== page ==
If you can model the rig in a 3d program (no way as complex as it sounds) then animate that how you want your shot in real time you should be able to access the angle/distance over time information for each axis then manually make the same movements on the real rig.

You choose how precise and tricky you want to be ;)
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#8 Chris Millar

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Posted 26 July 2012 - 06:40 PM

Maybe that freeware prog Blender ? Never used it but I think it'll have everything you need.

You'll have really nice accel and decel ramps - basically a full keyframe/bezier profile editor.
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#9 Nicolas Gomez

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Posted 13 September 2012 - 09:12 PM

Really hard stuff to do... Just make some device where you can measure distance and angles properly.... If you get a nice ide about it share it please.

http://www.elsotano.com.co/videos.php
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#10 Chris Millar

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Posted 13 September 2012 - 10:23 PM

Really hard stuff to do... Just make some device where you can measure distance and angles properly.... If you get a nice ide about it share it please.


Posted Image
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#11 Jon Rosenbloom

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Posted 14 September 2012 - 11:26 AM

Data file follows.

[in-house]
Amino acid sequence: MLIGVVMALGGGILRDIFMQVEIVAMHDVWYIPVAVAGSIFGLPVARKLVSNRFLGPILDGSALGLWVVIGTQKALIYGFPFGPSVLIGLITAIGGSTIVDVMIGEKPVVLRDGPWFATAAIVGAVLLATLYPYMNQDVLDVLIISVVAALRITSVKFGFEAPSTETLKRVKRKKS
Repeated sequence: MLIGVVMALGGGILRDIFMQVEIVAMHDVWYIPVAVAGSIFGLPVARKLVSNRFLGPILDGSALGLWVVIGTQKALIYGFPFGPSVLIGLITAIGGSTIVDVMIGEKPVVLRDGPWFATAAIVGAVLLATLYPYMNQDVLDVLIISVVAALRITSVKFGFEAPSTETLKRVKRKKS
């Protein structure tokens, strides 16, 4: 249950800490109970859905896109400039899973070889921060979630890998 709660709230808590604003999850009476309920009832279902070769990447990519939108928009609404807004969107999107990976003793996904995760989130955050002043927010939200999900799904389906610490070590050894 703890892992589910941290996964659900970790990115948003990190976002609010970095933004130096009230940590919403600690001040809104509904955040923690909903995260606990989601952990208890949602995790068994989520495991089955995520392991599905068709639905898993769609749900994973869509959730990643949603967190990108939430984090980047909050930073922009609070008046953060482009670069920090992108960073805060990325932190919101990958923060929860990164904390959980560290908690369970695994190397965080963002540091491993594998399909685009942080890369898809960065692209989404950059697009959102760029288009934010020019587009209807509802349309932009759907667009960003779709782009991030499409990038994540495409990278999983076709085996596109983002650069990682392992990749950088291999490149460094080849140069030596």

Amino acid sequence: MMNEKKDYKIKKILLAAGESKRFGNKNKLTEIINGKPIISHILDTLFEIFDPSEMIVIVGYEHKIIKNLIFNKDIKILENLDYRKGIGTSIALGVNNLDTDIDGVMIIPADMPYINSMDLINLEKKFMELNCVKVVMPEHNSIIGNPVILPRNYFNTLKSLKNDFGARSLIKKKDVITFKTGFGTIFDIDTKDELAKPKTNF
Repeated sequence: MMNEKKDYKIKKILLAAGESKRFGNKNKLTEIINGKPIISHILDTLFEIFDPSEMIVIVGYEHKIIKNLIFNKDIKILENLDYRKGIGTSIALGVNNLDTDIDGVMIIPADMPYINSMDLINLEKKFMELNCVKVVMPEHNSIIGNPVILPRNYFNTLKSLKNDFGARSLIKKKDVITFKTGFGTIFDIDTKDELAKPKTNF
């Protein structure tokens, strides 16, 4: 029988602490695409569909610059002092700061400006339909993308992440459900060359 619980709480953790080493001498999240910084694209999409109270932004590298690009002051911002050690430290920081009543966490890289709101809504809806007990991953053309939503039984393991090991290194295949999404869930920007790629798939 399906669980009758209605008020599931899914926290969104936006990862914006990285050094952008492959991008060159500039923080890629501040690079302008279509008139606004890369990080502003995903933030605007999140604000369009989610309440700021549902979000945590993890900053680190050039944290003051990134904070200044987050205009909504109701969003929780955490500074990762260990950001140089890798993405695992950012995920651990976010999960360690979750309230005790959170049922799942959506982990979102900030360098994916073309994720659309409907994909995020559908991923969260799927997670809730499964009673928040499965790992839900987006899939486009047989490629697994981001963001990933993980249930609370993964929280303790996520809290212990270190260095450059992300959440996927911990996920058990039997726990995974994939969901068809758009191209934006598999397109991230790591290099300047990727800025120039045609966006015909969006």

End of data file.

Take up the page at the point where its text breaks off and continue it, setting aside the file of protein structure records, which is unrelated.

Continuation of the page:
Somehow I think having a geared head would make this easier: You could use a precise amount of rotation of the wheels for each interval.
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#12 Chris Millar

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Posted 14 September 2012 - 05:34 PM

Sure, but all a geared head is doing in this case is giving you finer resolution of adjustment (and cost) - same could be had by a cheap laser making a 'lever' that would project on to some markings on the floor or whatever ;)
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#13 peterasimmons

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Posted 14 November 2012 - 05:38 AM

With small cameras such as GoPro etc, you can achieve great results by mounting the cam on a mechanical device such as a clockwork oven timer (for timelapse panning shots.) In fact, you can buy ready-made devices on Ebay specifically dsigned for this purpose, for reasonable money.
With ingenuity, it should be possible to apply similar techniques to tracking shots-maybe mounting the cam on a toy railway carriage on tracks, with the carriage pulled along by string (the string being wound onto a spindle on the clockwork oven timer.) ie motion control on a tight budget!
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#14 Phil Hocker

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Posted 02 December 2012 - 02:26 PM

Lots of great ideas in this thead. Building a simple rig with a small stepping motor, maybe a worm drive (steal it from your window blind adjuster) wouldn't be hard or costly.
- If you're going to do much of this, investing in a basic motor-control PCI plug-in computer card you can program would be easier than you think.
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#15 Phil Hocker

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Posted 02 December 2012 - 02:43 PM

More on do-it-yourself: The homebrew robotics folks have lots of components to solve the timed-camera-reposition problem. Check www.pololu.com. Control via a USB connection. Hope this helps.
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#16 Nicolas Gomez

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Posted 30 December 2012 - 09:03 AM

I´m doing it old style, with a piece of chalk and nice markers on the floor.. for tilting i do it on a tripod, same story! but with a smaller chalk!

www.elsotano.com.co/videos.php